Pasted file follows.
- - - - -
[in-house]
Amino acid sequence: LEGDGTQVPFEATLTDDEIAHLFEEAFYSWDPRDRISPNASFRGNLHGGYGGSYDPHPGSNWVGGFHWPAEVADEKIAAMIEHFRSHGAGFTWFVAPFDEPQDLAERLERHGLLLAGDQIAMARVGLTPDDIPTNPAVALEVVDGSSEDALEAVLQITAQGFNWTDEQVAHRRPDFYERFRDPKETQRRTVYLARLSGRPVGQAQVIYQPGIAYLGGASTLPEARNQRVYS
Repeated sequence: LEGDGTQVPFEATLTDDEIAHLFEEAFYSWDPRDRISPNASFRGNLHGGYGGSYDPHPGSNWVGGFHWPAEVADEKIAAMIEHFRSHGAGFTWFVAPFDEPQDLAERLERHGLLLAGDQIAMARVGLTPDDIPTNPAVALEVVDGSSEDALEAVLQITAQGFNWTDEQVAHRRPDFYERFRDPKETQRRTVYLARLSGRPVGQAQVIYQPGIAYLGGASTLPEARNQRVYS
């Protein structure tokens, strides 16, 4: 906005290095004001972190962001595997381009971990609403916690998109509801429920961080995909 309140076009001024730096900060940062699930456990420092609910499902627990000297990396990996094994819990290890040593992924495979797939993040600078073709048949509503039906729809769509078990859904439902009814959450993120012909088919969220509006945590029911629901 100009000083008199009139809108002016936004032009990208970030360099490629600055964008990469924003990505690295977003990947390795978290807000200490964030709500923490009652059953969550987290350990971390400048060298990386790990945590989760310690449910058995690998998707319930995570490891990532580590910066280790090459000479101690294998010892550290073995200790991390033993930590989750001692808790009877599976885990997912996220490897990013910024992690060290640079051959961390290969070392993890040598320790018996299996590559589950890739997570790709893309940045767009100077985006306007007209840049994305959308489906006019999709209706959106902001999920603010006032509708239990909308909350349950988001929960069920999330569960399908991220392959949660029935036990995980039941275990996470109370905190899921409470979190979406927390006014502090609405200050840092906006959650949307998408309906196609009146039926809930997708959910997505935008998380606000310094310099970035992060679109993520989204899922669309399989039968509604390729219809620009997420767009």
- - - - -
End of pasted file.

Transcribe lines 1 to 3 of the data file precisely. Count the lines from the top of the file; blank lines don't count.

[in-house]
Amino acid sequence: LEGDGTQVPFEATLTDDEIAHLFEEAFYSWDPRDRISPNASFRGNLHGGYGGSYDPHPGSNWVGGFHWPAEVADEKIAAMIEHFRSHGAGFTWFVAPFDEPQDLAERLERHGLLLAGDQIAMARVGLTPDDIPTNPAVALEVVDGSSEDALEAVLQITAQGFNWTDEQVAHRRPDFYERFRDPKETQRRTVYLARLSGRPVGQAQVIYQPGIAYLGGASTLPEARNQRVYS
Repeated sequence: LEGDGTQVPFEATLTDDEIAHLFEEAFYSWDPRDRISPNASFRGNLHGGYGGSYDPHPGSNWVGGFHWPAEVADEKIAAMIEHFRSHGAGFTWFVAPFDEPQDLAERLERHGLLLAGDQIAMARVGLTPDDIPTNPAVALEVVDGSSEDALEAVLQITAQGFNWTDEQVAHRRPDFYERFRDPKETQRRTVYLARLSGRPVGQAQVIYQPGIAYLGGASTLPEARNQRVYS